I did First Contact, and then I got a little bump from Paramount to make my own production company and we sold a series called Roswell. I was meant to produce and direct the pilot of Roswell, but at that time Insurrection came around, and Fox thought it might be a little ambitious to direct a feature film and direct the pilot of a television series. But that was a great period in there.
How did shooting First Contact differ from shooting the series?
The only real difference was that you had more time and more money. For example, in First Contact we built a city in the forest that gets bombed. I don’t remember who attacked us. The Borg? Do you remember this? They blew up the city. During prep for the movie, I ask the special effects guy, Terry Frazee, “What are we gonna do, blow up the garden? Plant some M-80s in the ground and some plants and trees will fly?” And he said, “Frakes, we’re blowing up the town.” They built a town and they blew the whole fucking town up. That was when I realized I was on a movie and not on TV.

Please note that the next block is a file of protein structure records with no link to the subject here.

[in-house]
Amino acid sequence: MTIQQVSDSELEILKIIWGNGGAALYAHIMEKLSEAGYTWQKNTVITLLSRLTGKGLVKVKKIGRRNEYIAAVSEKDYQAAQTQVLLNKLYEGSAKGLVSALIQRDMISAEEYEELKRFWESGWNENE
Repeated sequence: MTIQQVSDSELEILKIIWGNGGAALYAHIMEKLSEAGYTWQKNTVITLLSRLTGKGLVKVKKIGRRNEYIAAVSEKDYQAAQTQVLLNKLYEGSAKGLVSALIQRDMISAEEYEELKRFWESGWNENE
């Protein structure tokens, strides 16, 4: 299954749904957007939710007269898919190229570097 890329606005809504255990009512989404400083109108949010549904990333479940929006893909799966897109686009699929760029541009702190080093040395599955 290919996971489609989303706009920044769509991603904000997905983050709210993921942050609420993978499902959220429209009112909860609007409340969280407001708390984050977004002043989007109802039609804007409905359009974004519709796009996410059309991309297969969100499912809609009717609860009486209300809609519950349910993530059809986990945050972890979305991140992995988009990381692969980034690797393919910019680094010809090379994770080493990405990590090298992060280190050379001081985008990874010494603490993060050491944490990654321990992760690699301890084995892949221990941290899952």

I believe you also developed a nickname.
Two Takes Frakes is what they call me.
Because you’re so efficient?
That’s what it’s become. But ironically, I’m Two Takes Frakes because I didn’t know, when I did the first movie, that you need to print two takes. If take one was great, I was ready to move on to coverage. My line producer told me, “You gotta print two takes.” But now I also have a reputation for shooting efficiently, so it’s carried over. It’s a great moniker, isn’t it?
So you had Roswell, you did the feature films. At the same time you were also the host of Beyond Belief: Fact or Fiction.